a country where unemployment and under-employment is already high, the entry of
increasing numbers into the work force would only intensify the pressure to seek
employment in the U.S. by whatever means. Yet another consequence would be increased demand for
food imports from the U.S., especially if the fate of growth of agricultural
production continues to lag behind the population growth rate. Finally, one cannot
dismiss the spectre of future domestic instability as a long term consequence, should
the economy, now strong, falter." UNCTAD, the Special UNGA, and the UN. The
developing countries, after several years of unorganized maneuvering and erratic
attacks have now formed tight groupings in the Special Committee for Latin American
Coordination, the Organization of African States, and the Seventy-Seven. As illustrated in the Declaration
of Santiago and the recent Special General Assembly, these groupings at times appear to
reflect a common desire to launch economic attacks against the United States and, to a
lesser degree, the European developed countries. A factor which is common to all of them, which
retards their development, burdens their foreign exchange, subjects them to world prices for food,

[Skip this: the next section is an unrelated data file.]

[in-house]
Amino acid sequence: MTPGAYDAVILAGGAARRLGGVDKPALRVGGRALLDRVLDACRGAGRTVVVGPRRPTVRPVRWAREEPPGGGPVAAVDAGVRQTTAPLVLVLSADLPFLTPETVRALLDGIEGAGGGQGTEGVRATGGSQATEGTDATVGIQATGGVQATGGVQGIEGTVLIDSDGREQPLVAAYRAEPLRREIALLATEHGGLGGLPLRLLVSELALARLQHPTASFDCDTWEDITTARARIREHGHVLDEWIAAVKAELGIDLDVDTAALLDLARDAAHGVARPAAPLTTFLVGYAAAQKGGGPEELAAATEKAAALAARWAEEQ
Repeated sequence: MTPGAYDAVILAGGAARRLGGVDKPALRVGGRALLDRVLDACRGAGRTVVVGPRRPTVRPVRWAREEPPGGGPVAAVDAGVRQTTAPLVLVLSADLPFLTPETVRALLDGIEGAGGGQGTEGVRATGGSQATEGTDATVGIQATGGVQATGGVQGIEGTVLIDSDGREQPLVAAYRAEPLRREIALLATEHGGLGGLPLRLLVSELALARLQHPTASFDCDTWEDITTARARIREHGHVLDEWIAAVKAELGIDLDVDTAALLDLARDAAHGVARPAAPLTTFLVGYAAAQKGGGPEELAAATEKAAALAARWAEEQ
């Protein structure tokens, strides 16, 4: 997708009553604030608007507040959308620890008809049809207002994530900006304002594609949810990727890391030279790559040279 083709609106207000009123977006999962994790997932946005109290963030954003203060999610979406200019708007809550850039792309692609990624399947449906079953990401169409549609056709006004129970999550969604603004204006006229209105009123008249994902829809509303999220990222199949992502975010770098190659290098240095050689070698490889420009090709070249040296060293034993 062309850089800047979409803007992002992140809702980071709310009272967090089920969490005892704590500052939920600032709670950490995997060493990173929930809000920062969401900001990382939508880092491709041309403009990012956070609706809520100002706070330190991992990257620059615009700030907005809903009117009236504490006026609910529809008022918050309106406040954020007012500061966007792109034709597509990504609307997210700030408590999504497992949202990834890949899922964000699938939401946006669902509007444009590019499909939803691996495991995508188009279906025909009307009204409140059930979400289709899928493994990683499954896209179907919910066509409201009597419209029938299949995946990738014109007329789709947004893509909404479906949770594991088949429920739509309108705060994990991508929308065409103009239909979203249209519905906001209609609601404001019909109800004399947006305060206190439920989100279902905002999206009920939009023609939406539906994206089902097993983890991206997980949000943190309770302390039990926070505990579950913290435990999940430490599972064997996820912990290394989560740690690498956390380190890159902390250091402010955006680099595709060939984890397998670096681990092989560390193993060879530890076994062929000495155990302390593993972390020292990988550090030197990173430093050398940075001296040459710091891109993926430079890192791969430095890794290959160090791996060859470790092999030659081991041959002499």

fertilizer, and necessities of life and pushes them into disadvantageous trade relations is
their excessively rapid population growth. Until they
In industrial nations, population growth
increases demand for industrial output. This over
Countries suffering under such burdens will be more susceptible to radicalization. Their vulnerability also might invite foreign intervention by stronger nations bent on acquiring political and economic advantage. The tensions within the Have-not nations are likely to intensify, and the conflicts between them and the Haves may escalate. Past experience gives little assistance to predicting the course of these developments because the speed of today's population growth, migrations, and urbanization far exceeds anything the world has seen before. Moreover, the consequences of such population factors can no longer be evaded by moving to new hunting or grazing lands, by conquering new territory, by discovering or colonizing new continents, or by emigration in large numbers. The world has ample warning that we all must make more rapid efforts at social and economic development to avoid or mitigate these gloomy prospects. We should be warned also that we all must move as rapidly as possible toward stabilizing national and world population
CHAPTER VI - World Population Conference
From the standpoint of policy and program, the focal point of the World Population Conference (WPC) at Bucharest, Romania, in August 1974, was the World Population Plan of Action (WPPA) The U.S. had contributed many substantive points to the draft Plan We had particularly emphasized the incorporation of population factors in national planning of developing countries' population programs for assuring the availability of means of family planning to persons of reproductive age, voluntary but specific goals for the reduction of population growth and time frames for action